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3.18. Compiler and Linker Dependency

Several binary viruses spread their own source code during replication. This technique can be found in worms that target systems where binary compatibility is not necessarily provided. To enhance the replication of such worms on more than one flavor of Linux, the Linux/Slapper worm replicates its own source code to new systems. First, it breaks into the system via an exploit code, and then it uses gcc to compile and link itself to a binary. The worm encodes its source on the attacker's system and copies that over to the target system's temporary folder as a hidden file. Then it uses the uudecode command to decode the file:

/usr/bin/uudecode -o /tmp/.bugtraq.c /tmp/.uubugtraq;

The source code is compiled on the target with the following command:

gcc -o /tmp/.bugtraq /tmp/.bugtraq.c lcrypto;

The virus needs the crypto library to link its code perfectly, so not only must gcc be installed with standard source and header files on the target system, but the appropriate crypto libraries must also be available. Otherwise, the worm will not be able to infect the target system properly, although it might successfully penetrate the target by exploiting an Open SSL vulnerability.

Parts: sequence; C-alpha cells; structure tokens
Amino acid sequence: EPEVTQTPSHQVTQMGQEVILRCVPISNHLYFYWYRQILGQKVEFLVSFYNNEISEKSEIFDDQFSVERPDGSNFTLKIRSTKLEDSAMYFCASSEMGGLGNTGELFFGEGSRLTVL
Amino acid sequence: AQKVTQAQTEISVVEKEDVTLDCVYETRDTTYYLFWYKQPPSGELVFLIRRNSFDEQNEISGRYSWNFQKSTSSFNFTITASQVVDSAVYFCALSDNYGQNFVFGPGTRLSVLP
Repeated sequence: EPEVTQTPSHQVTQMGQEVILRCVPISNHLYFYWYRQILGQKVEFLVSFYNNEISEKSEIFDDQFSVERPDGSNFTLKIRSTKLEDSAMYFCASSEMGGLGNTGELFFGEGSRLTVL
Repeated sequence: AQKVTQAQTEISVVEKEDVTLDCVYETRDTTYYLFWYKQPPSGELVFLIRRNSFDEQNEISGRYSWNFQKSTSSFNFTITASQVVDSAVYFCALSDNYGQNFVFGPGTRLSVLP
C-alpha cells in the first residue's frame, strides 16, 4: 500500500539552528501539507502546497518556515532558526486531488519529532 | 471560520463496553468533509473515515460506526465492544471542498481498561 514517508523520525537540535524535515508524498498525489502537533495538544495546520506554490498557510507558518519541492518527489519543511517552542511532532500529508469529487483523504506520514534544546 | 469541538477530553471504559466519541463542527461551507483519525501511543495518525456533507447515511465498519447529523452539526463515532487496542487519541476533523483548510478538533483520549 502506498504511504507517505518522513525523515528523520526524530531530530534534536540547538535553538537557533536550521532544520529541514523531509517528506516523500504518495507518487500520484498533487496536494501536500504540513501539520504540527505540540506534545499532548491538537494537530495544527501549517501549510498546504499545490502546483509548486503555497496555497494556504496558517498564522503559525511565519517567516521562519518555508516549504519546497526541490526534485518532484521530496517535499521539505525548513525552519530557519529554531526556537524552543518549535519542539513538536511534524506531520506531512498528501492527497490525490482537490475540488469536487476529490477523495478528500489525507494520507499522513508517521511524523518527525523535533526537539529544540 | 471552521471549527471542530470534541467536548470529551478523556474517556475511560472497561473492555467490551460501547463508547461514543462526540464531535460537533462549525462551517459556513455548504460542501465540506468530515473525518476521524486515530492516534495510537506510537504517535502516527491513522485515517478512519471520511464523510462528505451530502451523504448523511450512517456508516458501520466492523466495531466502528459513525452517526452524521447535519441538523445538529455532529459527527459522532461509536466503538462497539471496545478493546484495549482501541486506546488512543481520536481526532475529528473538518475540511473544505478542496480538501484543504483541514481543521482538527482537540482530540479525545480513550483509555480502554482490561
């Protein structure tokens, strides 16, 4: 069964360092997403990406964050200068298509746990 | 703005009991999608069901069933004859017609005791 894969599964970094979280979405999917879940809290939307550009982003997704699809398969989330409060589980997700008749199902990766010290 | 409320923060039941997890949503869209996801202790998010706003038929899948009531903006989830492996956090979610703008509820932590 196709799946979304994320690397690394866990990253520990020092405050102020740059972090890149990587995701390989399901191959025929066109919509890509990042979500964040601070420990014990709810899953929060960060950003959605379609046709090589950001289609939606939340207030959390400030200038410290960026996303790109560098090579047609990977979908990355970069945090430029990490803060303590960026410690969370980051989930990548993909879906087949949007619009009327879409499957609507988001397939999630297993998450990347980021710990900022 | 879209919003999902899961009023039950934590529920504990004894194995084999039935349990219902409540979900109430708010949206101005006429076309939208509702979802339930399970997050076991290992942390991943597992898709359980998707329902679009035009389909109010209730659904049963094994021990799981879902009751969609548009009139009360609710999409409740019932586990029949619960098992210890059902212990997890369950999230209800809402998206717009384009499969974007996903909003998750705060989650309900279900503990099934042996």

The advantage of the source code-based infection method is the enhanced compatibility with the target operating system version. Fortunately, these techniques also have disadvantages. For example, it is a good practice to avoid installing sources and compilers on the path (unless it is absolutely necessary), greatly reducing the impact of such threats. Many system administrators tend to overlook this problem because it looks like a good idea to keep compilers at hand.

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